Jaguar boasts of the car’s short front and rear overhangs of 882mm and 832mm respectively, which will aid off-roading ability. However, JLR hopes to guide customers wanting a small but tough crossover towards the Evoque, describing the E-Pace as primarily a sports vehicle with practical packaging. In other words, it’s most at home on tarmac.
What will it be like on road?
Again, we need to drive it, but the suspension is based on the F-Pace’s and tuned for sportiness, so it’s not a stretch to suggest it’ll be one of the more fun SUVs to drive. Jaguar says it has used stiff suspension bushes and anti-roll bars to “enhance the sense of performance by improving steering responses and control while ensuring low roll angles”. In English: don’t expect it to be a pudding.
The Adaptive Dynamics package is designed to take this a step further: it responds instantly to the driver and makes the suspension on the outside edge of a corner stiffer, giving the driver greater control while minimising body roll.
As with the F-Pace, the Active Driveline all-wheel-drive system has a rear bias.
What’s the maximum weight a Jaguar E-Pace can tow?
The E-Pace can tow up to 1,800kg (braked).
How safe is the Jaguar E-Pace?
We don’t have Euro NCAP crash test results yet, but Jaguar says it has used “a variety of ultra-high-strength steels, lightweight aluminium, advanced composites and precision processes to create a compact SUV capable of delivering Jaguar dynamics and meeting strict global safety standards”.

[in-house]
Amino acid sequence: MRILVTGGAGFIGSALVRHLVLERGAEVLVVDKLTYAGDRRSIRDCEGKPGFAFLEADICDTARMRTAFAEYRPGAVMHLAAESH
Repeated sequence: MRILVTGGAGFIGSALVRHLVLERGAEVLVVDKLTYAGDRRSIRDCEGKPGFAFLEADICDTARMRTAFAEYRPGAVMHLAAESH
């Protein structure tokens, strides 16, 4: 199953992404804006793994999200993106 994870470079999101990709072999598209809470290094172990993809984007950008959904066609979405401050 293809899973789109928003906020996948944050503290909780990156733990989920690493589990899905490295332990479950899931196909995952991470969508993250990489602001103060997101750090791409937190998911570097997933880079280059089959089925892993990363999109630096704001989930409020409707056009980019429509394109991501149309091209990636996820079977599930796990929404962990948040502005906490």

Safety tech includes stereo cameras for automatic emergency braking and pedestrian detection, active cruise control, lane-keeping and blind spot assistance and traffic sign recognition with an adaptive speed limiter.
Front and rear parking aids are standard on every E-Pace, and a new Forward Traffic Detection system warns drivers of approaching vehicles at junctions where visibility is restricted.
There’s even a pedestrian airbag, which deploys from beneath the trailing edge of the bonnet to cushion a pedestrian in the event of a collision. This is an idea that Volvo (naturally) pioneered in 2013.
Jaguar E-Pace infotainment and gadgets
The E-Pace is the first car to have Jaguar’s next-generation thin-film transistor (TFT) head-up display, which can project up to 66% more information onto the windscreen using full-colour graphics. Vehicle speed and navigation are in full view at all times, with alerts and updates for the infotainment, safety and convenience features all projected directly into the driver’s eyeline – reducing the need to look away from the road.
Jaguar’s Touch Pro infotainment system, installed in every E-Pace, has voice control and a 10in touchscreen. Buyers can upgrade to a 12.3in full-colour TFT instrument panel and either of two audio systems from Meridian.
As with other new models from JLR, including the Range Rover Velar, the Jaguar E-Pace is available with a waterproof Activity Key wristband that allows the driver to open and close the car by tapping it against the tailgate. It’s a handy feature (excuse the pun) that allows you to lock the main key inside the vehicle when running, swimming or cycling.
How much does the Jaguar E-Pace cost?
Prices start at £28,500 for the D150 manual in front-wheel-drive configuration. Four-wheel drive takes the price up to £30,040, or £31,800 with an automatic gearbox.
The next variant in the range is the D180, which is only available with four-wheel drive. The manual costs £30,790, and the auto £32,550. The flagship diesel is the D240, which is four-wheel-drive and automatic and costs £40,850.
The entry-level petrol version is currently the P250 AWD automatic, at £35,160. The P300 AWD auto is £45,660.
Depending on the engine chosen, there is a choice of an entry-level trim and S, SE and HSE versions.
When does the Jaguar E-Pace go on sale?
Buyers can order now. The E-Pace First Edition, based on the R-Dynamic SE specification pack, is available for the first full year of sales, powered by Jaguar’s 177bhp Ingenium diesel or 246bhp Ingenium petrol engine, paired with the nine-speed ZF automatic transmission.